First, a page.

from “Quiet Life”, Japan, 1981.
Kyoto is something of a “temple town” and as upstanding tourists we duly visited a few of these while here, particularly the more well known ones: the Heian, the Chion-in, the Kiyomizu-dera, the Rukuon-ji (more commonly called the Golden Pavilion), the Tenryu-ji. However, as good as these generally were, almost all of them suffered from being too popular and were quite crowded, especially the Kiyomizu-dera and the Rukuon-ji to the extent they are almost spoiled.
It was a delight therefore to discover the Shoren-in temple (青蓮院) in the Hagashiyama district of Kyoto quite early in our temple touring, and it has turned out to be the yardstick by which we now measure all temples and shrines.
The Shoren-in is a Buddhist temple built in the late 13th century and, after the Great Fire of Kyoto in 1788, was even used as a temporary imperial palace; the temple is in fact also known as the Awata Palace.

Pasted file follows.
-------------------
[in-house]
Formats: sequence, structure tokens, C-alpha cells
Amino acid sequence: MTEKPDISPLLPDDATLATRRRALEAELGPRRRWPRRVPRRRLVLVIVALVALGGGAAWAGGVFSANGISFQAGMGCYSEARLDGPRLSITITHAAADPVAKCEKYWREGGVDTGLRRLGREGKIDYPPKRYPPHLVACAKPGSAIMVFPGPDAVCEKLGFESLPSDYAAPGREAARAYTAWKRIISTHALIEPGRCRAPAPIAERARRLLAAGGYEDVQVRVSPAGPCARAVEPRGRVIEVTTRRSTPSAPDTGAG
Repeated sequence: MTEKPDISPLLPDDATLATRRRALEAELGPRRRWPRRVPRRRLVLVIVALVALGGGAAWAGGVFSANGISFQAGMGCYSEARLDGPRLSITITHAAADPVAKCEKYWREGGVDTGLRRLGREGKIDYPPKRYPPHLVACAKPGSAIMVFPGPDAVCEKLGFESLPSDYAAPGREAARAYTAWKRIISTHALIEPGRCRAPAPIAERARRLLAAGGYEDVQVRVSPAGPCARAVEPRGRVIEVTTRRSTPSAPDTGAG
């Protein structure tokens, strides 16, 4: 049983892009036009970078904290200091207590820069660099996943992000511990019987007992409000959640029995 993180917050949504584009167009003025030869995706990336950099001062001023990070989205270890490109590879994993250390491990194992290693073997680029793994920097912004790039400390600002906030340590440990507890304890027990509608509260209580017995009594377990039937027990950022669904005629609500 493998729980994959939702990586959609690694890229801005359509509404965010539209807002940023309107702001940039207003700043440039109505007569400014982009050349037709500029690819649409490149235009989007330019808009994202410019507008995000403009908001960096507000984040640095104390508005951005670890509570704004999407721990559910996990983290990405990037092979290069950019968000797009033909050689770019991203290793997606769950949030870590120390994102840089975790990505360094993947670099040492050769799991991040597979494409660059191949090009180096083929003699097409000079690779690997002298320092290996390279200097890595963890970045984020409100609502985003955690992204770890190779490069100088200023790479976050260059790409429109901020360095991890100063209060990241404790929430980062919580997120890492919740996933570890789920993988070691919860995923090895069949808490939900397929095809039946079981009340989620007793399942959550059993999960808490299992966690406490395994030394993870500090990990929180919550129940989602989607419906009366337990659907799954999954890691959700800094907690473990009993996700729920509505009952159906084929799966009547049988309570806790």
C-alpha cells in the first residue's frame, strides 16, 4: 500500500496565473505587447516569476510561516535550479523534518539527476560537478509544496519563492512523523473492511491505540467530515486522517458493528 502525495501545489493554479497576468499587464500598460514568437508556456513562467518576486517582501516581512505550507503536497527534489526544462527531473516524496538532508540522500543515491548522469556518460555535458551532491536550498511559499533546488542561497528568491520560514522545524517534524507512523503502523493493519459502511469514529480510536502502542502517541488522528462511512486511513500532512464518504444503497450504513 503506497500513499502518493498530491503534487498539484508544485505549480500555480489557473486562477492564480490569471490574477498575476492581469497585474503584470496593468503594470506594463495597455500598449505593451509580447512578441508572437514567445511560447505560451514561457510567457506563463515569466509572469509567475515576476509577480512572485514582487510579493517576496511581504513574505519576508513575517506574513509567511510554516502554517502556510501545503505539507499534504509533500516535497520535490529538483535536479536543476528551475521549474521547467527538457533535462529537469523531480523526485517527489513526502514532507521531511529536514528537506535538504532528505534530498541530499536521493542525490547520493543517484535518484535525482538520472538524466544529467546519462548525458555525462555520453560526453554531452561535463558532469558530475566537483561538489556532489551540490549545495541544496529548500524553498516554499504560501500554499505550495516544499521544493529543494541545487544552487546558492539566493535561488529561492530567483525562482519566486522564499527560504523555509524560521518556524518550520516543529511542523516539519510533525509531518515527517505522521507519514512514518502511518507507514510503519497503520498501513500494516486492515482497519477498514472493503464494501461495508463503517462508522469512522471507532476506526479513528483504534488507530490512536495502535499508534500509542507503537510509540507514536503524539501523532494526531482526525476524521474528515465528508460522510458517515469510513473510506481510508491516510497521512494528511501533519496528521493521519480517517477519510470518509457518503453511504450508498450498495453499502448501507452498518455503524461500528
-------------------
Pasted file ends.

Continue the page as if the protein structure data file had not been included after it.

There are several factors that – aside from the physical beauty of the temple and grounds – lifted it above the others that we visited in Kyoto:
- It is not crowded – there seemed to be more locals than tourists here and we only saw perhaps 30-40 different people during our visit. This made for a wonderfully serene and tranquil time as we explored the grounds and buildings or just sat in the main hall and looked over the gardens.
- You can enter all the buildings – you are able to visit all the temple’s buildings (shoes off of course) and explore the various rooms and chambers, with their wonderful decorations and artefacts.
- You can take photographs of almost everything – only the inner shrine was off limits for cameras.
- You can ring the temple bell! Really, you can! And we did! Dongtastic!
Here is some of what we saw at the Shoren-in temple:
We spent a rather magical couple of hours here just drinking in the serenity and beauty of the Shoren-in temple, and we are so glad we discovered this oasis of peace – bell donging notwithstanding! Definitely one of the main highlights of our time in Kyoto.